NTS properties with marine protection sites and the features they protect

MARINE PROTECTION SITES AROUND COASTAL NTS PROPERTIES


The sea around our coast is remarkable for its richness and variety. It supports the rural economy through a huge tourism industry and providing the raw material for commercial fisheries. The species and underwater habitats are not only internationally important but also vital nursery areas for many of our fish populations.

For many years the poor relation of conservation on land, marine conservation has recently taken a great step forward through the establishment of a network of protected areas, each with measures designed to safeguard their special features.

This map shows the marine protection sites around coastal NTS properties. Click on the site links below the map to learn more about the features that they protect.

ARDUAINE

LOCH SUNART & THE SOUND OF JURA

Marine Protected Area


The headland at the back of the beautiful garden of Arduaine gives wonderful views out over the sheltered waters of Loch Melfort and Shuna Sound. These were recently designated as Marine Protected Area for the benefit of the inappropriately named Common Skate. This giant relative of sharks, though once common in Scottish waters, is now considered to be globally threatened.

Reef communities
Hydroid
Long-spined sea scorpion
Orange starfish
Hydroids and red seaweeds on rocky slope

House of Dun

MONTROSE BASIN

Special Protection Area


The House of Dun overlooks the Montrose Basin which is one of the best sites in Scotland for wintering waterfowl. At its peak, the Basin hosts 50,000 Pink-footed geese together with many thousands of waders. The birds on the Basin can be viewed from the hides on the west side of the basin, accessed from the car park by Mains of Dun Farm.

The Basin and surrounding fields have been designated as a Special Protection Area and Ramsar Site.

Balmacara; Kintail

LOCHS DUICH, LONG & ALSH

Marine Protected Area

LOCHS DUICH, LONG & ALSH

Special Area of Conservation


Balmacara and Kintail lie on the shores of the sealoch system of Loch Duich, Loch Long and Loch Alsh. These have the typical profile of a fjord, with the steep-sided and immensely deep Loch Duich opening up towards the sea at Kyle of Lochalsh over a shallow sill, across which sweep fearsome tidal currents. It is here that a recent discovery revealed the presence of Europe’s largest reef of flame shells which was one of the priority marine features highlighted by the Marine Protected Area

Watch a film about the remarkable life within the Marine Protected Area

The lochs had previously been designated as a Special Area of Conservation for other reef features.

The Marine Protected Area and SAC received formal protection in 2016 with the prohibition of all damaging forms of fishing.

Three flame shells (1)
Close-up of a queen scallop with red algae on the surface of a flame shell bed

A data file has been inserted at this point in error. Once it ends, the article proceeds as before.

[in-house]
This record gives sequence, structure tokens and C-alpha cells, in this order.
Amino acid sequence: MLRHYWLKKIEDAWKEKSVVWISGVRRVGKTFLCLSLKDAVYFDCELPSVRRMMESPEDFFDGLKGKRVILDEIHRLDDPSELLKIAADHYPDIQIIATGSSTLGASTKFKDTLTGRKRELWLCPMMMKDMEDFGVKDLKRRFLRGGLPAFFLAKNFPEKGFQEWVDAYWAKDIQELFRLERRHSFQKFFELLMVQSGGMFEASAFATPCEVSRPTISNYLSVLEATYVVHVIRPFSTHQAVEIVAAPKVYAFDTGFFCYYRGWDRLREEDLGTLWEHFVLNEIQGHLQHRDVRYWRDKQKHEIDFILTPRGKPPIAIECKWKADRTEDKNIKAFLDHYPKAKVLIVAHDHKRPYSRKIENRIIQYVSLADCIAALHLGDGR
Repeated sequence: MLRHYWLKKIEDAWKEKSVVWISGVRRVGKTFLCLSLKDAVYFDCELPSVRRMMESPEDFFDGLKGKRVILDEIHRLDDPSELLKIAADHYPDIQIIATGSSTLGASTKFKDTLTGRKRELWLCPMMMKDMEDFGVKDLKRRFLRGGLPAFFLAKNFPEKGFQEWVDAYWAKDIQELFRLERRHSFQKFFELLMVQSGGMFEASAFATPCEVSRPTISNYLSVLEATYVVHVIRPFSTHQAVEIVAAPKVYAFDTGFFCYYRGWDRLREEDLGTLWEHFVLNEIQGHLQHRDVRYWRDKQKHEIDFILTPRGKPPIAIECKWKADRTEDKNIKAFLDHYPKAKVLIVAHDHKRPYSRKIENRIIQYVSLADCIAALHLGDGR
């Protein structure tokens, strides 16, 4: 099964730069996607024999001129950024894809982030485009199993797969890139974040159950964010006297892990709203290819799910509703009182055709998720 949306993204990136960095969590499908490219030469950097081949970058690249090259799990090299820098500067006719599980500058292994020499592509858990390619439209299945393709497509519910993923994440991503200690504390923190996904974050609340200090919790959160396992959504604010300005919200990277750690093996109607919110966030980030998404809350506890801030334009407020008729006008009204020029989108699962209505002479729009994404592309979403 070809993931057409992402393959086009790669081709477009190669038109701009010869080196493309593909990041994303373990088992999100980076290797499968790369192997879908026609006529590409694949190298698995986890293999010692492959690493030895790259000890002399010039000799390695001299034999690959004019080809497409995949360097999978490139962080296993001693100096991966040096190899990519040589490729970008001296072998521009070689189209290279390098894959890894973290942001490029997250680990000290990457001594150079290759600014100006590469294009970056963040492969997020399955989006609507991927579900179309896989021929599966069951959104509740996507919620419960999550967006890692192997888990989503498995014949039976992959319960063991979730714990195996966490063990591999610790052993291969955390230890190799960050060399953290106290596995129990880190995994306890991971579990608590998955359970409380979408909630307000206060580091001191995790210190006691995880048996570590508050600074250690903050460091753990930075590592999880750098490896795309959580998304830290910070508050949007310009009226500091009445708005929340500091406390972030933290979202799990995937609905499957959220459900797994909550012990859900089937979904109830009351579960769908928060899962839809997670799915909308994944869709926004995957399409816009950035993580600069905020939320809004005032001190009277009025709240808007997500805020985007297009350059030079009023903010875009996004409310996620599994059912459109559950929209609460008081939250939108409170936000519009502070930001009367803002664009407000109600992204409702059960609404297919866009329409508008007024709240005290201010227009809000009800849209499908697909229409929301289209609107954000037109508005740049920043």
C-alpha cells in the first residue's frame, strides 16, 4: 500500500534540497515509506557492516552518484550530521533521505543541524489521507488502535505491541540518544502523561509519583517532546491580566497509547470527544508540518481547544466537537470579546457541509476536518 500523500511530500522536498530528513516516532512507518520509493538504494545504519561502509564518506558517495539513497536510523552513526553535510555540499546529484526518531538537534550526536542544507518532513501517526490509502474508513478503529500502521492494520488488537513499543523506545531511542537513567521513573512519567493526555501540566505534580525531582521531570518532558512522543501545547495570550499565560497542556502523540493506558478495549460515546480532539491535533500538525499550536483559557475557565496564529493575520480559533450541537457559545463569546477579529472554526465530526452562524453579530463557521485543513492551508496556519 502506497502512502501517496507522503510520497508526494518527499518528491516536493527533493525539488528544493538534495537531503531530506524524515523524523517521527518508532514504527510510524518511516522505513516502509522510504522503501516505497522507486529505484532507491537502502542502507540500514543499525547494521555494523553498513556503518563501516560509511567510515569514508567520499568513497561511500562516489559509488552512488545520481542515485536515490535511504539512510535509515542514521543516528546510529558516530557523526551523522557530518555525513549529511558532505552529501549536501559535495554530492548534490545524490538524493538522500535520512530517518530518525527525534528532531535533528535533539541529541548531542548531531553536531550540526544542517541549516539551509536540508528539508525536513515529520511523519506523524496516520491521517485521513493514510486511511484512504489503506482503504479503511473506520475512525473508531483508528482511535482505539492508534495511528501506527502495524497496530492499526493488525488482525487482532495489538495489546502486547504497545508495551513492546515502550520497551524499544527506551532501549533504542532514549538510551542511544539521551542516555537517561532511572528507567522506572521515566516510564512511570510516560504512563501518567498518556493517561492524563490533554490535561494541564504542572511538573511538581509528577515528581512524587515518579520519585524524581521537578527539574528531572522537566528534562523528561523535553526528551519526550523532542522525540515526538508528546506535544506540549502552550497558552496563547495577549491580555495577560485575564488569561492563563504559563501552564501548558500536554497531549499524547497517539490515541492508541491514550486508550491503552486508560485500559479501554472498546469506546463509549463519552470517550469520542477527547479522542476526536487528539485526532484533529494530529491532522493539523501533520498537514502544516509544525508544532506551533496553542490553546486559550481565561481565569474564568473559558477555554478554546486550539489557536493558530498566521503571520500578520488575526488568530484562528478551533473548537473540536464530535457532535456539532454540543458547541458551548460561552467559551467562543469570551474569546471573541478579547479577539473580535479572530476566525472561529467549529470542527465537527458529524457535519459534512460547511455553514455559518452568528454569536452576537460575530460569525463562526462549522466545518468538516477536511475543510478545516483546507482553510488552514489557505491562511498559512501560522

A rugose squat lobster with a boring yellow sponge on a flame shell bed
A painted topshell
Brittlestars on the surface of a flame shell bed with a butterfish

Brodick

SOUTH ARRAN

Marine Protected Area


Following many years of campaigning by the community on Arran, Lamlash Bay, on the east of the island, was declared as Scotland’s first no-take zone in 2008. This was later extended to form the South Arran Marine Protected Area.

A particular feature of this site is Maerl, a type of coralline seaweed that forms beds of interlocking, branching, coral-like structures

The Marine Protected Area received formal protection in 2016 with the prohibition of all damaging forms of fishing

A spiny starfish on a maerl bed in the Caol Scotnish rapids
Close-up of a small common sea urchin with brittlestars on a maerl bed (Caol Scotnish)
Starfish on maerl bed
Caol Queen scallop on  maerl bed

Canna

CANNA

Special Protection Area

Small Isles

Marine Protected Area


Canna is the outermost and, many would say, the most beautiful of the Small Isles. It is home to a seabird colony of European importance which is designated as a Special Protection Area.

Underwater surveys have recently revealed some remarkable communities of organisms living in the deep trench running between Canna and Rum. Foremost amongst these is the fabled Fan Mussel, known since Roman times in the Mediterranean but vanishingly rare in Scottish waters. In 2009 a colony numbering thousands of individuals was discovered lurking in the deep, dark waters of the Sound of Canna, where they had escaped the damage inflicted elsewhere by hundreds of years of trawling. These, together with other organisms, such as Northern Feather Stars, White Cluster Anemones, Northern Sea Fans and Horse Mussels, caused the site to be declared as Marine Protected Area.

View some videos depicting the sights that you could experience under the sea at www.snh.gov.uk

The Marine Protected Area received formal protection in 2016 with the prohibition of all damaging forms of fishing.

Close up of horse mussel bed Modiolus modiolus